Background: Ghrelin plays a role in mechanisms related to cancer
progression – including cell proliferation, invasion and migration, and
resistance to apoptosis in the cell lines from several cancers. We
investigated the role of ghrelin levels in cancer cachexia-anorexia in
patients with locally advanced nonsmall-cell lung cancer (NSCLC) treated
with chemoradiotherapy (CRT).
Materials and Methods: This study involved 84 NSCLC patients who had received concomitant CRT. Blood ghrelin levels were compared before and 3 months after CRT. Meanwhile, changes in body weight of the patients were also investigated with changes in ghrelin levels before and after CRT.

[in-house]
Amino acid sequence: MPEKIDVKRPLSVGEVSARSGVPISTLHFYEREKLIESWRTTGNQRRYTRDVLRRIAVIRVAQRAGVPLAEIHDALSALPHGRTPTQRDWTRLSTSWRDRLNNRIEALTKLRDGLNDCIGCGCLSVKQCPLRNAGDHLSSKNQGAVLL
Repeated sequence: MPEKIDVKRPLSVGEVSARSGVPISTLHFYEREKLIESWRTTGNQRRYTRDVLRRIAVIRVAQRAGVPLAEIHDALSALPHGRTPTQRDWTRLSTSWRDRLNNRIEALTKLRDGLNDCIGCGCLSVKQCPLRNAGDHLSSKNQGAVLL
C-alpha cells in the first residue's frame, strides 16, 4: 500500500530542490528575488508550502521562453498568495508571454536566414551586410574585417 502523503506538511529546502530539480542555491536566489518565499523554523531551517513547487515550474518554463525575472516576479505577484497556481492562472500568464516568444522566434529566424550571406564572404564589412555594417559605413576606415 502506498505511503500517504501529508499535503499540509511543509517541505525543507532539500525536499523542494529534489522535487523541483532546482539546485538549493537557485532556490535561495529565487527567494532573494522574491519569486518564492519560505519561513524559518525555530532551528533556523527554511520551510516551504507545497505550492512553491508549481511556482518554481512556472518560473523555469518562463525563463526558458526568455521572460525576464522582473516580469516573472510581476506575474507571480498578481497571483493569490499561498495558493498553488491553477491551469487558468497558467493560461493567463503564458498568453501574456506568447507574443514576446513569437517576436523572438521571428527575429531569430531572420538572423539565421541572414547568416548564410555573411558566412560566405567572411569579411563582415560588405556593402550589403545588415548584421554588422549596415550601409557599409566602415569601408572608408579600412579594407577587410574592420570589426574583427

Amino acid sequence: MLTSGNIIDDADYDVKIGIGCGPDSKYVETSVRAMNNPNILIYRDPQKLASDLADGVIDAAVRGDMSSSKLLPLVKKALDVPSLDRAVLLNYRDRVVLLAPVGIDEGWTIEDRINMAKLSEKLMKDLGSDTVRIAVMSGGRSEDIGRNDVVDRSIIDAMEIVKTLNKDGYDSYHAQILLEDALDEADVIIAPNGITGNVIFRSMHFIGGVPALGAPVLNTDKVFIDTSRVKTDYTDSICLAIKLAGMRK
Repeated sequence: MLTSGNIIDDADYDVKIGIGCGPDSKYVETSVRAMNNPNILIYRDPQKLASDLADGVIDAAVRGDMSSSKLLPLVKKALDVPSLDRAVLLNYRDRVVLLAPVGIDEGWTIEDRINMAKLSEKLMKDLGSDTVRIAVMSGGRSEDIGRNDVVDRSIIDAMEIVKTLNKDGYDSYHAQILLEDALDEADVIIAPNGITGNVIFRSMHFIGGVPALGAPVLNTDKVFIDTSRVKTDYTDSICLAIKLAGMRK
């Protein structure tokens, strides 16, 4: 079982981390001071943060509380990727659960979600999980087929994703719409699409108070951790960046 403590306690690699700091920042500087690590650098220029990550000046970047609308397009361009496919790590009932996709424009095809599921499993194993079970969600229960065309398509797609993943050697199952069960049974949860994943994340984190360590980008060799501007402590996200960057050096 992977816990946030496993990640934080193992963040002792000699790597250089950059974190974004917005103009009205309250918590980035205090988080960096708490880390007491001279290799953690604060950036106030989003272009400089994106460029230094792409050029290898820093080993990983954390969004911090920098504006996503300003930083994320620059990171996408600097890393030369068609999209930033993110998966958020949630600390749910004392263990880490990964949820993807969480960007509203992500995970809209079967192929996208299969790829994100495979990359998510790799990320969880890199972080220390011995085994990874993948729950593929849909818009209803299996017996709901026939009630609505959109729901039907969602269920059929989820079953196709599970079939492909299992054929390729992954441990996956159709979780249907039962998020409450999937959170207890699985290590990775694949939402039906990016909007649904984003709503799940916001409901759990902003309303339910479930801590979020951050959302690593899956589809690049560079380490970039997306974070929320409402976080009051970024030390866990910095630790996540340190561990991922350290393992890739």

Results: Ghrelin levels were significantly decreased in line with changes in patients' weights in patients receiving CRT (P < 0.001). Serum albumin levels and inflammatory-nutritional index were significantly decreased after radiotherapy (RT) (3.01 ± 0.40 g/dL, 0.38 ± 0.20) when compared with its baseline levels (3.40 ± 0.55 g/dL,P < 0.001; 0.86 ± 0.71,P < 0.001, respectively). Serum C-reactive protein levels were significantly increased after CRT (7.49 ± 6.53 mg/L) when compared with its baseline levels (9.54 ± 3.80 mg/L,P = 0.038). After RT, ghrelin levels in patients were positively correlated with body mass index (r = 0.830,P < 0.001) and albumin (r = 0.758,P < 0.001).
Conclusion: Ghrelin may play a role in the pathogenesis of weight loss in NSCLC patients. Ghrelin seems to be implicated in cancer-related weight loss. Ghrelin, cancer, and RT all together have a role in tumor-related anorexia-cachexia in patients with NSCLC. Results of this study need further evaluation as regards to its potential role as an adjuvant diagnostic or prognostic marker.